Human overpopulation (or population overshoot) occurs when the ecological footprint of a human population in a specific geographical location exceeds the carrying capacity of the place occupied by that group. A more controversial definition of Overpopulation as advocated by Paul Ehrlich is a situation where a population in the process of depleting non-renewable resources. Under this definition changes in lifestyle could cause an overpopulated area to no longer be overpopulated without any reduction in population, or vice versa.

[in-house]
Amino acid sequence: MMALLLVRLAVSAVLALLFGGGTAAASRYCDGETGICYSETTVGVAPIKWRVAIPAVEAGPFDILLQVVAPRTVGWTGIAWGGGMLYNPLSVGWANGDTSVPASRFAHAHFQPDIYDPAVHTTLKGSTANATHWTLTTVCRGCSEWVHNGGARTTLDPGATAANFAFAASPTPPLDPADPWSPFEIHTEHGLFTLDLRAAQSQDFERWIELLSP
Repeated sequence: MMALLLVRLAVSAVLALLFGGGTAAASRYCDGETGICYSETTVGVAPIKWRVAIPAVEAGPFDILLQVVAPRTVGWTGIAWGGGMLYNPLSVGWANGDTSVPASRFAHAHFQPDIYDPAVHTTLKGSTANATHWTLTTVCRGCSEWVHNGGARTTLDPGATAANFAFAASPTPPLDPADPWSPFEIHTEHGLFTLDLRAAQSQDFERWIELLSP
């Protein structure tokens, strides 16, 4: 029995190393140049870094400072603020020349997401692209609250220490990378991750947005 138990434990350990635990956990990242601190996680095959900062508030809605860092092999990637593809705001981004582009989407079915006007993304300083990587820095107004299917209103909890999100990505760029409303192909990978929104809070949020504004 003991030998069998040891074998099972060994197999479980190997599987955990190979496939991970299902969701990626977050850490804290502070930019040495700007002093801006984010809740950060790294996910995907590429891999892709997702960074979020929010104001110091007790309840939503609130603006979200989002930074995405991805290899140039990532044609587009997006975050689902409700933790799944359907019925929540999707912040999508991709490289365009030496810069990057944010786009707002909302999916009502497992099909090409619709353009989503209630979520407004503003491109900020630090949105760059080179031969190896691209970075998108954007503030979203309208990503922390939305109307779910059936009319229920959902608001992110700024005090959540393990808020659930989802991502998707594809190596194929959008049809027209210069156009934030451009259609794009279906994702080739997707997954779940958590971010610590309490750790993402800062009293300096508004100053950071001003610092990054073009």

The term human overpopulation refers to the relationship between the entire human population and its environment: the Earth, or to smaller geographical areas such as countries. Overpopulation can result from an increase in births, a decline in mortality rates, an increase in immigration, or an unsustainable biome and depletion of resources. It is possible for very sparsely populated areas to be overpopulated if the area has a meagre or non-existent capability to sustain life (e.g. a desert). Advocates of population moderation cite issues like quality of life, carrying capacity, and risk of starvation as a basis to argue for population decline. Scientists suggest that the human impact on the environment as a result of overpopulation, profligate consumption and proliferation of technology has pushed the planet into a new geological epoch known as the Anthropocene.